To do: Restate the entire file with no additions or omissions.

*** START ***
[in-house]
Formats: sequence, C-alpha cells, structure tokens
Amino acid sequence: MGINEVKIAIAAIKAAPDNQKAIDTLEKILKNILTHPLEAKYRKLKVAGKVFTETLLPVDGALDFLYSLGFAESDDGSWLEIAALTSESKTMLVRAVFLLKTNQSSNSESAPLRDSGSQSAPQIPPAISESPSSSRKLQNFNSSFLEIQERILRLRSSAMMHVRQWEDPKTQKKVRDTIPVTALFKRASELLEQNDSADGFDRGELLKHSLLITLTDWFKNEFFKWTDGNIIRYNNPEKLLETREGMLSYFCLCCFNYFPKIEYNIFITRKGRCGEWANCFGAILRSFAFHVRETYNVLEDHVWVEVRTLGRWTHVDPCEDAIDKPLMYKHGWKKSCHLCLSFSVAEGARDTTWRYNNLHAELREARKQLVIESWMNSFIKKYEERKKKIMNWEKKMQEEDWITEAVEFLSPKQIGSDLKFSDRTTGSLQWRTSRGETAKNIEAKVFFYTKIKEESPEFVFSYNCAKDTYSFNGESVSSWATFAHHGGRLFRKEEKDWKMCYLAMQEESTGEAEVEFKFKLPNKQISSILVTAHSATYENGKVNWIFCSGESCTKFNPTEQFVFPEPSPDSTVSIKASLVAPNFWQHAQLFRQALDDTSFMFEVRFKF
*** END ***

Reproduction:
[in-house]
Formats: sequence, C-alpha cells, structure tokens
Amino acid sequence: MGINEVKIAIAAIKAAPDNQKAIDTLEKILKNILTHPLEAKYRKLKVAGKVFTETLLPVDGALDFLYSLGFAESDDGSWLEIAALTSESKTMLVRAVFLLKTNQSSNSESAPLRDSGSQSAPQIPPAISESPSSSRKLQNFNSSFLEIQERILRLRSSAMMHVRQWEDPKTQKKVRDTIPVTALFKRASELLEQNDSADGFDRGELLKHSLLITLTDWFKNEFFKWTDGNIIRYNNPEKLLETREGMLSYFCLCCFNYFPKIEYNIFITRKGRCGEWANCFGAILRSFAFHVRETYNVLEDHVWVEVRTLGRWTHVDPCEDAIDKPLMYKHGWKKSCHLCLSFSVAEGARDTTWRYNNLHAELREARKQLVIESWMNSFIKKYEERKKKIMNWEKKMQEEDWITEAVEFLSPKQIGSDLKFSDRTTGSLQWRTSRGETAKNIEAKVFFYTKIKEESPEFVFSYNCAKDTYSFNGESVSSWATFAHHGGRLFRKEEKDWKMCYLAMQEESTGEAEVEFKFKLPNKQISSILVTAHSATYENGKVNWIFCSGESCTKFNPTEQFVFPEPSPDSTVSIKASLVAPNFWQHAQLFRQALDDTSFMFEVRFKF